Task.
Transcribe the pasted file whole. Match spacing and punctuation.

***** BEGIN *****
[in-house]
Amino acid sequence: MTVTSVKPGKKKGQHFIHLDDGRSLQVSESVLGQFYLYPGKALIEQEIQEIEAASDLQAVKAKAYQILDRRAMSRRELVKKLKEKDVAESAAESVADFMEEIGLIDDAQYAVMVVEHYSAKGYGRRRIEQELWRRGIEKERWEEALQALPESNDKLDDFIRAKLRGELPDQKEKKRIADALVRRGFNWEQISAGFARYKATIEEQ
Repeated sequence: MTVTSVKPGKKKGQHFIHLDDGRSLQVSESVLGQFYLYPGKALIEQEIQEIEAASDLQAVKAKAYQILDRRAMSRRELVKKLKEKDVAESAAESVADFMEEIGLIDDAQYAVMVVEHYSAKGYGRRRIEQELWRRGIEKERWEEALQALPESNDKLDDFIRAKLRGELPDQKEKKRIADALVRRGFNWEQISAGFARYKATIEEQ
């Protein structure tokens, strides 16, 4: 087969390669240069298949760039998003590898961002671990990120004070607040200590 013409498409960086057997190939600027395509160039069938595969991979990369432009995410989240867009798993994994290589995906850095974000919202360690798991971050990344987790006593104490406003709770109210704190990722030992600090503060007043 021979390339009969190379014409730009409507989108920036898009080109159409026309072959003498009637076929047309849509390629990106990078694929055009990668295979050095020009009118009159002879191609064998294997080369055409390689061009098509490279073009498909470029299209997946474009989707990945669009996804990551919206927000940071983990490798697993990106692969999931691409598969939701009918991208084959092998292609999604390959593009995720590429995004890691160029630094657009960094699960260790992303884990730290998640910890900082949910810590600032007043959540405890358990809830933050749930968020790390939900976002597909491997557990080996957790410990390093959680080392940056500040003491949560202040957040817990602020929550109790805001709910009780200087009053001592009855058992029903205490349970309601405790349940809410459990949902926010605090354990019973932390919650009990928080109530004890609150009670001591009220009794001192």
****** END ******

[in-house]
Amino acid sequence: MTVTSVKPGKKKGQHFIHLDDGRSLQVSESVLGQFYLYPGKALIEQEIQEIEAASDLQAVKAKAYQILDRRAMSRRELVKKLKEKDVAESAAESVADFMEEIGLIDDAQYAVMVVEHYSAKGYGRRRIEQELWRRGIEKERWEEALQALPESNDKLDDFIRAKLRGELPDQKEKKRIADALVRRGFNWEQISAGFARYKATIEEQ
Repeated sequence: MTVTSVKPGKKKGQHFIHLDDGRSLQVSESVLGQFYLYPGKALIEQEIQEIEAASDLQAVKAKAYQILDRRAMSRRELVKKLKEKDVAESAAESVADFMEEIGLIDDAQYAVMVVEHYSAKGYGRRRIEQELWRRGIEKERWEEALQALPESNDKLDDFIRAKLRGELPDQKEKKRIADALVRRGFNWEQISAGFARYKATIEEQ
């Protein structure tokens, strides 16, 4: 087969390669240069298949760039998003590898961002671990990120004070607040200590 013409498409960086057997190939600027395509160039069938595969991979990369432009995410989240867009798993994994290589995906850095974000919202360690798991971050990344987790006593104490406003709770109210704190990722030992600090503060007043 021979390339009969190379014409730009409507989108920036898009080109159409026309072959003498009637076929047309849509390629990106990078694929055009990668295979050095020009009118009159002879191609064998294997080369055409390689061009098509490279073009498909470029299209997946474009989707990945669009996804990551919206927000940071983990490798697993990106692969999931691409598969939701009918991208084959092998292609999604390959593009995720590429995004890691160029630094657009960094699960260790992303884990730290998640910890900082949910810590600032007043959540405890358990809830933050749930968020790390939900976002597909491997557990080996957790410990390093959680080392940056500040003491949560202040957040817990602020929550109790805001709910009780200087009053001592009855058992029903205490349970309601405790349940809410459990949902926010605090354990019973932390919650009990928080109530004890609150009670001591009220009794001192």